Gregorio Mirabal: "The New Vaccine Is Called Indigenous Territorial Governance"

Servindi, September 27, 2020.- The virtual presentation of the book: The essence of our existence until the sun goes out. Experiences and learnings in indigenous territorial governance in the Amazon, stood out by reflecting on the integration processes of indigenous peoples.

Gregorio Mirabal, general coordinator of the Coordinator of Indigenous Organizations of the Amazon Basin (COICA), commented that the book "is uncomfortable" because it has "uncomfortable stories" that go against the current development model.

He said, “This book is uncomfortable. Those stories are uncomfortable. Our words - when we speak of self-determination, of governance, of autonomy - are uncomfortable for this development model that is destroying our largest maloca, which is the Amazon Rainforest and the planet.”

Likewise, he said that the book is a call for States to adopt new public policies with the participation of indigenous peoples from their autonomy and that, young people must seize territorial governance and autonomy since there is a lot of pressure on their territories.

“In this moment, our territories continue to be sold, divided, and traded on an international stage, in the banks. (…)I believe this book calls for attention; facing extractivism, mining, livestock, and those fires that are burning our future and our present”, he said.


A “New Vaccine”

During his speech, the general coordinator of COICA also mentioned the current COVID-19 pandemic that has unleashed a new race to get a vaccine against the disease. In this context, he described the book as "a vaccine against extractivism and the current development model."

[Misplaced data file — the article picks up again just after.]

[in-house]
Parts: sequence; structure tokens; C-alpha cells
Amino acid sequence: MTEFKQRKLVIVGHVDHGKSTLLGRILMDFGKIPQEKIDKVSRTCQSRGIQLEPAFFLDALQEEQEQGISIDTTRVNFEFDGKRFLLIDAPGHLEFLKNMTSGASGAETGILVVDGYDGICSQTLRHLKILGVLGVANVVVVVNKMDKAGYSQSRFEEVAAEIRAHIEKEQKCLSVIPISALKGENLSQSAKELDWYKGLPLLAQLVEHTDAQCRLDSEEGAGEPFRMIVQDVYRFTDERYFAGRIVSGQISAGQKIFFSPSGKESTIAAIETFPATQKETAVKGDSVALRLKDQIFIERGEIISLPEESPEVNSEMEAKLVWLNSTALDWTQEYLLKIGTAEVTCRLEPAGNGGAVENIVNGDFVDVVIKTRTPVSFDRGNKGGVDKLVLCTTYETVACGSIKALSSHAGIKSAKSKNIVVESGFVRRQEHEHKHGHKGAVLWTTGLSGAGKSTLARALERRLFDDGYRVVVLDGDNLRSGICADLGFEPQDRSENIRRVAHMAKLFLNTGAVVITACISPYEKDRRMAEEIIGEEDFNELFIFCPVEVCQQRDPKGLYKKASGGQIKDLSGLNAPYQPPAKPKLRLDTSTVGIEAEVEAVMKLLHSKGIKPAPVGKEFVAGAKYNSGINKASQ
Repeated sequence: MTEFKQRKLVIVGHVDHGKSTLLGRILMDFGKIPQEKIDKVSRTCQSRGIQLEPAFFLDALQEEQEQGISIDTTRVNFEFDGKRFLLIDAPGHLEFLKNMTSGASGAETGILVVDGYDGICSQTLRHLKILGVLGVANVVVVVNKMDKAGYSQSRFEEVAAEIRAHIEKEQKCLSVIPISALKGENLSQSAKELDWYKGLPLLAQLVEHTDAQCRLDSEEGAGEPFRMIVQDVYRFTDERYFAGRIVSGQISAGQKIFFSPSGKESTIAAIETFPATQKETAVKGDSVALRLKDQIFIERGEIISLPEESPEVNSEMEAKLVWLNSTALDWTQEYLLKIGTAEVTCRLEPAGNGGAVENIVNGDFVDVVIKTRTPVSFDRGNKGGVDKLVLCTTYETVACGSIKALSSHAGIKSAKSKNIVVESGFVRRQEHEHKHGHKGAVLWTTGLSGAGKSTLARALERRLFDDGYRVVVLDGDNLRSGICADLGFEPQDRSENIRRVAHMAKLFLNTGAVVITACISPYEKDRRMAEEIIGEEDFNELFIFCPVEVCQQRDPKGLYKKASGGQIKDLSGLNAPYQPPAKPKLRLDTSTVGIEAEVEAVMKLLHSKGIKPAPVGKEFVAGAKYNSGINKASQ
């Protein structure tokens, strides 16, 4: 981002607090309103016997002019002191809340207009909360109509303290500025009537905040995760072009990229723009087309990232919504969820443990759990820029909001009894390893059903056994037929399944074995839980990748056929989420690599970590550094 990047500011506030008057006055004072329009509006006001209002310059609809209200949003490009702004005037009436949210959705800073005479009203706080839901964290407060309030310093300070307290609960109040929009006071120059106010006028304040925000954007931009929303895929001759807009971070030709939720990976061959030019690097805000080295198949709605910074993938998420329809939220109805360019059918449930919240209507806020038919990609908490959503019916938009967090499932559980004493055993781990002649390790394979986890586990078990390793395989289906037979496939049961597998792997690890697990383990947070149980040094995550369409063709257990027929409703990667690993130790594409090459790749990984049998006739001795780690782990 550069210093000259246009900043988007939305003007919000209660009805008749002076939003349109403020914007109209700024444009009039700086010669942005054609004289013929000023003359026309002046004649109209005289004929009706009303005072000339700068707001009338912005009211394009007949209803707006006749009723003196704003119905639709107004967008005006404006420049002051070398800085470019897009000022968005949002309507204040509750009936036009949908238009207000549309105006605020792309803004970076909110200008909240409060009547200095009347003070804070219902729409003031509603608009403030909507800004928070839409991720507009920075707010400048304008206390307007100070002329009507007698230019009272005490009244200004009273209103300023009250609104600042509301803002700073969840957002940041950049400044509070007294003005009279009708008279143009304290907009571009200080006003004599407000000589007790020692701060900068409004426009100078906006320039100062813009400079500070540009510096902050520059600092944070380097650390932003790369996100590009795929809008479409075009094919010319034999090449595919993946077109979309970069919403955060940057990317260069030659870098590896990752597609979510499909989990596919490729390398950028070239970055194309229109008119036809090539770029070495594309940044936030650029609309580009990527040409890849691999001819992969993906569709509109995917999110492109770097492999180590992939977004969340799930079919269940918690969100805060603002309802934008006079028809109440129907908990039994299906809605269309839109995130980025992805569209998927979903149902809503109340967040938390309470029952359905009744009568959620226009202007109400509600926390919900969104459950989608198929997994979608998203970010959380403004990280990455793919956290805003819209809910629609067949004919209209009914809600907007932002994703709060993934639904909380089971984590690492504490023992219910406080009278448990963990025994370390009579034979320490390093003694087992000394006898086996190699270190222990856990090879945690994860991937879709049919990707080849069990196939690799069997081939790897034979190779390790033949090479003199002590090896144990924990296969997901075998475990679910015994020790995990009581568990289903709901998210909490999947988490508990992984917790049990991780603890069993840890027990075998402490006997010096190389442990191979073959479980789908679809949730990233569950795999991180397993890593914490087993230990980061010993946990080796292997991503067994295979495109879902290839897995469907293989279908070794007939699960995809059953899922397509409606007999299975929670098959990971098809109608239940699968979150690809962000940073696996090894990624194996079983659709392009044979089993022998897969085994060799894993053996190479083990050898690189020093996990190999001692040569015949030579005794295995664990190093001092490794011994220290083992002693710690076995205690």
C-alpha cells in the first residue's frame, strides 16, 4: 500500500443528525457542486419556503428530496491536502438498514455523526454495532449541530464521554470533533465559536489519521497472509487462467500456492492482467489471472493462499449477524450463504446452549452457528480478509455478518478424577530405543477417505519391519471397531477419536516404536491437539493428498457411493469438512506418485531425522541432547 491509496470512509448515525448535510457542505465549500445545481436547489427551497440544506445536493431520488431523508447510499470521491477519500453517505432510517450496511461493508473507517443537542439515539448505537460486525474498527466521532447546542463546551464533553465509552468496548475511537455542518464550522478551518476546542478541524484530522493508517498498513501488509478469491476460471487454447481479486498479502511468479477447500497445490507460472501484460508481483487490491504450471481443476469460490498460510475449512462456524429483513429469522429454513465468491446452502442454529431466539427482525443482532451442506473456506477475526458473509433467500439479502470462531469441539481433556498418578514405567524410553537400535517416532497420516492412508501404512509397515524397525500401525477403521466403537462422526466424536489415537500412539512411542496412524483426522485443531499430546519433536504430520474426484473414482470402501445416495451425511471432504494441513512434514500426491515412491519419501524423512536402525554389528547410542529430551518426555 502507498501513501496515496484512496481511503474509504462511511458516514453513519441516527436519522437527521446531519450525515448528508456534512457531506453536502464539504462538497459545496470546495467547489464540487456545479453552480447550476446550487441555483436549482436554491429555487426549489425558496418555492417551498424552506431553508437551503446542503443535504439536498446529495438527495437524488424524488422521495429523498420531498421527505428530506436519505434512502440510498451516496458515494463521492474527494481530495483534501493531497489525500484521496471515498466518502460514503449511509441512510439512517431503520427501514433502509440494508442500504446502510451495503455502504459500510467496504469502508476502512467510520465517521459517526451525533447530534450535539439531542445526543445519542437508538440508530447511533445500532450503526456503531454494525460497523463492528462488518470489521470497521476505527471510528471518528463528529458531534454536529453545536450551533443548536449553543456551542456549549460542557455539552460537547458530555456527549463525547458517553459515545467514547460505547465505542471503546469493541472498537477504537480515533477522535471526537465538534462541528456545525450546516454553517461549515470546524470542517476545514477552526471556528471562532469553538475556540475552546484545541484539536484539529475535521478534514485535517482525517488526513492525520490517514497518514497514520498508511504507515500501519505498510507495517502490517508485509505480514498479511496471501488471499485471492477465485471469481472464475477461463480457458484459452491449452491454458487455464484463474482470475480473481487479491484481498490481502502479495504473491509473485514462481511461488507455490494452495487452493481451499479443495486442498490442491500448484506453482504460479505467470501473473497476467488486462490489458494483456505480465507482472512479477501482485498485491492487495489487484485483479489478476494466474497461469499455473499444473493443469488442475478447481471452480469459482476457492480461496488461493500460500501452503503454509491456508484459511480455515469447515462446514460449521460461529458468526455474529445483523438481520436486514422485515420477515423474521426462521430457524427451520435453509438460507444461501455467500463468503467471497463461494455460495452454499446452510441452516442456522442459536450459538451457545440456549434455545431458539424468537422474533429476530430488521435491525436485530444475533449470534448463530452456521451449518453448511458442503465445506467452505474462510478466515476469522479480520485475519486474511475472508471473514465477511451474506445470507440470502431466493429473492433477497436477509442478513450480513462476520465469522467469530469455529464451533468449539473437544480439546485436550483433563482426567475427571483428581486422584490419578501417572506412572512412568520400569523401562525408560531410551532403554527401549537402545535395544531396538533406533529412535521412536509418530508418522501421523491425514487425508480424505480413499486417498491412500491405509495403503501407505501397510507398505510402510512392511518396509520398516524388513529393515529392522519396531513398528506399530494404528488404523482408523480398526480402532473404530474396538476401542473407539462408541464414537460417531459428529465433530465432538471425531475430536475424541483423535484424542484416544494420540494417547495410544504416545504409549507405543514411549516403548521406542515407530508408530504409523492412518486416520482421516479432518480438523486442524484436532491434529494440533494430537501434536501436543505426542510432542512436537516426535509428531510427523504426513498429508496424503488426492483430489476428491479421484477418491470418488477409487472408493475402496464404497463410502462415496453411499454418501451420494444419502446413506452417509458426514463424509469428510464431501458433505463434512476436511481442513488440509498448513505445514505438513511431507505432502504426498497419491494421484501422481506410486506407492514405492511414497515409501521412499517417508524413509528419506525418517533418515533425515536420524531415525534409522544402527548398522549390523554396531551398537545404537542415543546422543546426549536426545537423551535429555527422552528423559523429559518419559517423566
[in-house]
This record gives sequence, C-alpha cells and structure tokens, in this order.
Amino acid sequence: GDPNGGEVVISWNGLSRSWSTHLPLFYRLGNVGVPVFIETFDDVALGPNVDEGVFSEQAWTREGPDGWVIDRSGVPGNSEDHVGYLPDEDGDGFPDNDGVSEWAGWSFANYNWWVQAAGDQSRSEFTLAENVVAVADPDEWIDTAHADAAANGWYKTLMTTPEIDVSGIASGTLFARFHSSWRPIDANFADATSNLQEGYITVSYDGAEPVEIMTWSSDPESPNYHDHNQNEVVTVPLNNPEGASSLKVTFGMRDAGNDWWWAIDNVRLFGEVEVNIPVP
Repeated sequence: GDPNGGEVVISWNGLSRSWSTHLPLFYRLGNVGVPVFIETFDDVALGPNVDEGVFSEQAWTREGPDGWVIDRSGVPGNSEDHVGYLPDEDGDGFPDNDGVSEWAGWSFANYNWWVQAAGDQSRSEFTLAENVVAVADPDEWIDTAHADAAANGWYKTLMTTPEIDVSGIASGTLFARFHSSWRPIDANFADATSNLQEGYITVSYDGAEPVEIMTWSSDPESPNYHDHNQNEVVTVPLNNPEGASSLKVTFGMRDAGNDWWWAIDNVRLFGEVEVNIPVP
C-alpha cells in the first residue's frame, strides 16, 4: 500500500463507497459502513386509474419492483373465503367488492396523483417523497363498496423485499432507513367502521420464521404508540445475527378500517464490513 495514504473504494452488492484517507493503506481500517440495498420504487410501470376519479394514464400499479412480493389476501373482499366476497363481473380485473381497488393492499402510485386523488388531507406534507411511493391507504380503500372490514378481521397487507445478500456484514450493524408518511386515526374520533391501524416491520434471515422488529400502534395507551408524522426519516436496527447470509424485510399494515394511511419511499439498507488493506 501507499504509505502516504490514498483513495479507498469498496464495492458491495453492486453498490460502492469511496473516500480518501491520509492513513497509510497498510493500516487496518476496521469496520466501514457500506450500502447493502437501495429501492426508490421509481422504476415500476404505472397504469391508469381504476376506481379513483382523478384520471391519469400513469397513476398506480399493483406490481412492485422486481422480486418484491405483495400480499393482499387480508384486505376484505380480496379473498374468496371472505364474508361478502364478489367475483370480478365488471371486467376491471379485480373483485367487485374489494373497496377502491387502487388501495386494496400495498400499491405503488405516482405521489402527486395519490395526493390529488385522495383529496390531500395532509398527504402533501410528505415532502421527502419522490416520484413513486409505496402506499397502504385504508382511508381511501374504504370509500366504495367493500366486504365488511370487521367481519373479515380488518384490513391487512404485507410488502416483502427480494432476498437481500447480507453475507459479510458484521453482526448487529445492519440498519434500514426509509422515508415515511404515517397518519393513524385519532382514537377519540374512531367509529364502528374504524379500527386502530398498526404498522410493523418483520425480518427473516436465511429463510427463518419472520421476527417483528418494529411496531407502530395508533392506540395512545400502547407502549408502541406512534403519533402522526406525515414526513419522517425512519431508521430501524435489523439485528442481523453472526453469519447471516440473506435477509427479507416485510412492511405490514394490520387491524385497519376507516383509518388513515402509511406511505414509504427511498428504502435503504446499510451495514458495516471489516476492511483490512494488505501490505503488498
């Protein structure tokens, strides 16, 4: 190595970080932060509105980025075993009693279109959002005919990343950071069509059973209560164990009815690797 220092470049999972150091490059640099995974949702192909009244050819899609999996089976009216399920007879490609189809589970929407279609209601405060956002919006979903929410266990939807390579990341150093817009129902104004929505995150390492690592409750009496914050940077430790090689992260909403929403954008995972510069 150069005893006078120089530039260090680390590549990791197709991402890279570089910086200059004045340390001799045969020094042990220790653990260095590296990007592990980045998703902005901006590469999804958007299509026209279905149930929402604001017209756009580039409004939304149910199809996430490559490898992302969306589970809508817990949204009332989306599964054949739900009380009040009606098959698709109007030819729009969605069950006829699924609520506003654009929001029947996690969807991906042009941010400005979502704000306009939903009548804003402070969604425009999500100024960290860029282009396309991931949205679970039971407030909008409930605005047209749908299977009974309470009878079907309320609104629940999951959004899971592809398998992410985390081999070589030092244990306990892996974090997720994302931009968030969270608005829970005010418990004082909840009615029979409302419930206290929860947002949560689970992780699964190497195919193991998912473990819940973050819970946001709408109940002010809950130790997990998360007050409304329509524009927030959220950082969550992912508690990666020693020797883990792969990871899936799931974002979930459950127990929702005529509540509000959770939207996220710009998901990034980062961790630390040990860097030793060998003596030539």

“This book is a vaccine for our peoples. We have to carry out a vaccination process in all the territories of the Amazon basin with this vaccine called indigenous territorial governance, which is the only thing that can save us”, Mirabal warned.

In addition, he was not very optimistic about the aid announced by the governments. He said, “The support is not going to come. We have to look for it in our own territories with our indigenous territorial governance”.

In the current context - according to Mirabal - the book represents a rain that comes to calm an apocalypse.

“Let this call for indigenous territorial governance be heard loud and clear, it is necessary. This is the moment because our history has been one of extermination, abandonment and invasions and colonization”, he added.

A Territorial Experience

Gregorio Mirabal stated that if these experiences capitalization initiatives continue to be promoted, "about 500 more books would come out of the entire experience of the Amazon basin”.

The general coordinator of COICA said, “These are stories that have never been published before. They remain there in the territories. Let this rain continue. Let it become a river and let it run in the Amazon basin”.

Finally, the indigenous leader said that the matrix for self-determination is to strengthen the ancestral norms of governance.

"As long as we are clear about it and it is strengthened, as long as our authorities have that power, that knowledge that their own laws are respected, they will not be mocked in court, by an oil contract or a negotiation with the Government," he warned.

Download the book for free clicking on the following link:

“La esencia de nuestra existencia hasta que el sol se apague” (Spanish, PDF, 200 pages)

We share the virtual presentation of the book below:

About the Book

The text –which is made up of 64 capitalization files from 22 Amazonian leaders from Colombia, Ecuador and Peru– collects significant learnings from indigenous chiefs, technicians and leaders.

The book is also the result of the application of the methodology called “capitalization of experiences” created by Pierre de Zutter three decades ago, but which confirms its enormous usefulness and validity for indigenous leadership.

It is also part of the activities of the Capacity Building Program on Indigenous Territorial Governance coordinated by Forest Trends, sponsored by the Norwegian Agency for Development Cooperation (Norad) and the Norwegian International Climate and Forest Initiative (NICFI).


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